Rosalind Sharpe suggests survival strategies for pregnant teachers
October can be a busy time for maternity wards. When Igave birth to my son, a few years ago, the process of inducing him had to be postponed several times because there wasn't a delivery-room free. It seemed as though every expectant mother in the area had gone into labour at the same time. The midwives weren't surprised: they told me that maternity wards are always busy in the autumn, because of all the babies conceived during the Christmas holidays. If this is true, a lot of women must now be thinking they may be pregnant.
The first thing to do is to stop wondering and buy a urine test kit, which provides a reliable result within five minutes. Then see your GP. There are many decisions to be made, about the sort of care you want, where to have your baby, and whether to proceed with all the various antenatal tests available.
Immediate self-help steps are to cut down or, if possible, to give up smoking and drinking; cut out medicines, except those that are essential to control chronic conditions such as asthma (and consult your doctor even about those); and be protective about your sleeping time.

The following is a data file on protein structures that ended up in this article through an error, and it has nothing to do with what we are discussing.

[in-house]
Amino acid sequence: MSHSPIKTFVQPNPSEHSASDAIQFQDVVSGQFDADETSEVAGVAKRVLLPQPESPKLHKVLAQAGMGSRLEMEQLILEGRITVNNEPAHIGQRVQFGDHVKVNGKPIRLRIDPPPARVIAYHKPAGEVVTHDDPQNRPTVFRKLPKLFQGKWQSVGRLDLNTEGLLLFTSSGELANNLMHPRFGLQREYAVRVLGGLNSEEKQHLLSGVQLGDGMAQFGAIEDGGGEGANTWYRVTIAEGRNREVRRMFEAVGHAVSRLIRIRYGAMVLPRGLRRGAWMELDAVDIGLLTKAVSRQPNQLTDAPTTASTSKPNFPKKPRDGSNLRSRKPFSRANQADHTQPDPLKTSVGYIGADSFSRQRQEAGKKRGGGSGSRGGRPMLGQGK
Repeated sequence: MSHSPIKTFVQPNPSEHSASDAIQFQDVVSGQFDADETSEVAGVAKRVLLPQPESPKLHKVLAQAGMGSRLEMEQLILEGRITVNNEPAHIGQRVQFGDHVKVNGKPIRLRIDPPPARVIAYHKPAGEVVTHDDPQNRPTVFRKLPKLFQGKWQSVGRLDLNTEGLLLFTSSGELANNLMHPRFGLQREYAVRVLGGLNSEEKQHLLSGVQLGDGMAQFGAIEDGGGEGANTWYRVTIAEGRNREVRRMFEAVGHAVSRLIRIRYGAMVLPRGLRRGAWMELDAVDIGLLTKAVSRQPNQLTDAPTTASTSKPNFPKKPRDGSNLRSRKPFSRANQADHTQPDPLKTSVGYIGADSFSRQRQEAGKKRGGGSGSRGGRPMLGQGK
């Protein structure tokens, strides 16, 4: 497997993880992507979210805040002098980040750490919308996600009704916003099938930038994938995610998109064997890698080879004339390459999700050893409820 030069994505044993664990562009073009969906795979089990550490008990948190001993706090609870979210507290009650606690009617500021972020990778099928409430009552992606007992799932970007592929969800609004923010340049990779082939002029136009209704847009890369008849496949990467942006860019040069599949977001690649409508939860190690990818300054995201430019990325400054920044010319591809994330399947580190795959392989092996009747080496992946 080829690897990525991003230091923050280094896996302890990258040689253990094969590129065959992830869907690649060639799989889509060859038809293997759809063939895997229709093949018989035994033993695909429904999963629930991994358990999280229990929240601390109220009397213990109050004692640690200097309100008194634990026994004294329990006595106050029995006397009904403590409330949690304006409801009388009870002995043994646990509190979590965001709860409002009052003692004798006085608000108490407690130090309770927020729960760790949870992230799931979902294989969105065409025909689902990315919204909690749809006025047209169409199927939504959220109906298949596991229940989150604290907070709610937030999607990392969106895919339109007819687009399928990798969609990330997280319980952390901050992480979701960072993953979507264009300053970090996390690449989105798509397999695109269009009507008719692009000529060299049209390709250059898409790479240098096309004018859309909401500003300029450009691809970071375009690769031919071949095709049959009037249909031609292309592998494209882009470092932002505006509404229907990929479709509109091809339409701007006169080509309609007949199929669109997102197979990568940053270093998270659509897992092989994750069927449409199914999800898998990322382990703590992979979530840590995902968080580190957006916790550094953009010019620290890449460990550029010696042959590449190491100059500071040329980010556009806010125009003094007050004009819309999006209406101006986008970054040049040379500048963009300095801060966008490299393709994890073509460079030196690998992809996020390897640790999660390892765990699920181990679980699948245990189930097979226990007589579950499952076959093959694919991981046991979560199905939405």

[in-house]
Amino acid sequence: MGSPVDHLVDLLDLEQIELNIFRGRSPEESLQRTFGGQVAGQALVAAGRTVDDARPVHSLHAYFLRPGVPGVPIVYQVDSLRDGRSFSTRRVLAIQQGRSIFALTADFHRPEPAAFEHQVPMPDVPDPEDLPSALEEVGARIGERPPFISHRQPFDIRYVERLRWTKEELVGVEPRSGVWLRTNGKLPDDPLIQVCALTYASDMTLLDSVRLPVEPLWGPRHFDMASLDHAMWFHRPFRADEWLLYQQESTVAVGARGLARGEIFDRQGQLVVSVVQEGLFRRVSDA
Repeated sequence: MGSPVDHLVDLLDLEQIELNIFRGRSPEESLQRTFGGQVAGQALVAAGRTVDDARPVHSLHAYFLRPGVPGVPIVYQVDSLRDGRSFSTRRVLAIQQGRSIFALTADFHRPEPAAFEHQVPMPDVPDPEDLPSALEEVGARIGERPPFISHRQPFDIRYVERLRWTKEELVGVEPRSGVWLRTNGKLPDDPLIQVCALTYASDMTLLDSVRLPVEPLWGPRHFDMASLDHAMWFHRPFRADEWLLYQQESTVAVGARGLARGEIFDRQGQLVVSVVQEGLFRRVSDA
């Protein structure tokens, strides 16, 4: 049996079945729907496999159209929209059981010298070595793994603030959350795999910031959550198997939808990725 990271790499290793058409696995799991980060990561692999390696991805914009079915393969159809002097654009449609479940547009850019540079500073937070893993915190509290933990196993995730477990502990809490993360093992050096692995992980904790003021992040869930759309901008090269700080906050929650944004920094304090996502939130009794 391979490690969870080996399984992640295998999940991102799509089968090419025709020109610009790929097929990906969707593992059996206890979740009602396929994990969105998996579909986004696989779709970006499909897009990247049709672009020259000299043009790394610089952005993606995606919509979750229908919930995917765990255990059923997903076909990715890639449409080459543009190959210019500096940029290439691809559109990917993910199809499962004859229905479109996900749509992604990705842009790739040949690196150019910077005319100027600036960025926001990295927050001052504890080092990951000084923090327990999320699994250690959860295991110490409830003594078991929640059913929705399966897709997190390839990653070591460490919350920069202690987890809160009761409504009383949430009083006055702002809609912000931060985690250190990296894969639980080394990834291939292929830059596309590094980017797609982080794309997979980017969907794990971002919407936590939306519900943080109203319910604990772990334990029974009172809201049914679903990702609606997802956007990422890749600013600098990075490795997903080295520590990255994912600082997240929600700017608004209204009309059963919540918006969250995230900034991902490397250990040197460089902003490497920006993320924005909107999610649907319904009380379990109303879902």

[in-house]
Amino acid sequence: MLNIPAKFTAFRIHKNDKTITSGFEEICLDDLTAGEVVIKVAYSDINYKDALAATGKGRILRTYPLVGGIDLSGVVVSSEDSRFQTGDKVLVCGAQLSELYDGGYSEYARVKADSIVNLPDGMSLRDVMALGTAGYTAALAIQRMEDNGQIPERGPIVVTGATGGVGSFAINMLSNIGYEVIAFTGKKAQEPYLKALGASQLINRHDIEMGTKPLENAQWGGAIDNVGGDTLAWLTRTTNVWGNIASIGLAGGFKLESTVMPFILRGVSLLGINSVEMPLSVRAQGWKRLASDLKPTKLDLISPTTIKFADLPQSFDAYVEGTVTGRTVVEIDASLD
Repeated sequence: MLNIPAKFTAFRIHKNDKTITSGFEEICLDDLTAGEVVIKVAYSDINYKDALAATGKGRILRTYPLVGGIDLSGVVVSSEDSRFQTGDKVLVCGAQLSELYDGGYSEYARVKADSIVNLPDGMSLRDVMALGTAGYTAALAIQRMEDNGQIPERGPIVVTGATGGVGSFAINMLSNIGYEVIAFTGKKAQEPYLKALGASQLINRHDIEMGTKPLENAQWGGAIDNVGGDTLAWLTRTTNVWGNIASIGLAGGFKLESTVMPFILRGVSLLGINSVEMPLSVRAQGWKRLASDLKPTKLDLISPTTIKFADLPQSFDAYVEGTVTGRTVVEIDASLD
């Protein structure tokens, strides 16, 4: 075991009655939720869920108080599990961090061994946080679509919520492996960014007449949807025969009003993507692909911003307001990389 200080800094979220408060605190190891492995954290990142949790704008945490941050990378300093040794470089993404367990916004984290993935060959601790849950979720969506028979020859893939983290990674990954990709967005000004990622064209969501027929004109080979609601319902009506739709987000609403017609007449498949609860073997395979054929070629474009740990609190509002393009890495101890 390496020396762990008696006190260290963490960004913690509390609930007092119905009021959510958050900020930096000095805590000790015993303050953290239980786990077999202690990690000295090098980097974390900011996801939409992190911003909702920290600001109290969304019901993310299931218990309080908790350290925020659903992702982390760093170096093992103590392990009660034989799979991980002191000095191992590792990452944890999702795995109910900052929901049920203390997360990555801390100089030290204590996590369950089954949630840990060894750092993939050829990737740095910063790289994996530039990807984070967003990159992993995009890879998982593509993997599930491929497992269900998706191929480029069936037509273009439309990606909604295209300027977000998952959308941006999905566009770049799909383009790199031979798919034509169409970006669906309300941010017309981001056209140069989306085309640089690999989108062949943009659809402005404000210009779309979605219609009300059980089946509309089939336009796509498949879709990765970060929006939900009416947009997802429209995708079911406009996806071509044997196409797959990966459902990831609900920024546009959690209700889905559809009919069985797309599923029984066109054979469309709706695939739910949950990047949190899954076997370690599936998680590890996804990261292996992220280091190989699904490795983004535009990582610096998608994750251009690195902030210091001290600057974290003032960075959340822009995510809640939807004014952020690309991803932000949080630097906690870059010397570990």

Above all, STOP slimming; eat a balanced, nutritious diet with plenty of fluids and don't skip meals. Avoid unpasteurised dairy products and undercooked foods, which can transmit listeriosis, a form of food poisoning that can be harmful to the foetus.
Teaching isn't the easiest job to do while pregnant. For one thing, you can't be shy: the children wil be interested and curious once your condition becomes obvious. The standing and stooping will make your back ache. You will probably feel even more tired than usual. And sickness, the commonest symptom of early pregnancy, is particularly hard to cope with when you are trapped in a classroom with 30 children. It's a good idea to to have a teaching assistant or administrator on standby, ready to rush to the rescue if you send a child with a message (either coded or straightforward: "Please come quickly, Mrs Smith is going to be sick!").
Some women find nausea can be prevented if they avoid having an empty stomach. This means nibbles, such as crackers, at regular intervals during the day, starting before you get out of bed in the morning. Studies have also found a direct correlation between sickness and the amount of saturated fat in the diet, so cutting down on the amount of animal and dairy fat in your diet may help.
Make your pregnancy the occasion for exploring the World Wide Web. There are dozens of sites, many of them providing good-quality detailed information. Here are a few to get you started: * www.nhsdirect.nhs.uk (has reliable information on many different conditions); * www.nct-online.org (the National Childbirth Trust website, with links to other helpful sources); * www.midirs.org (the Midwives Information and Resource Service) - useful for the public as well as for professionals; and lwww.dss.gov.uk (the Department of Social Security website, providing details about statutory maternity entitlements).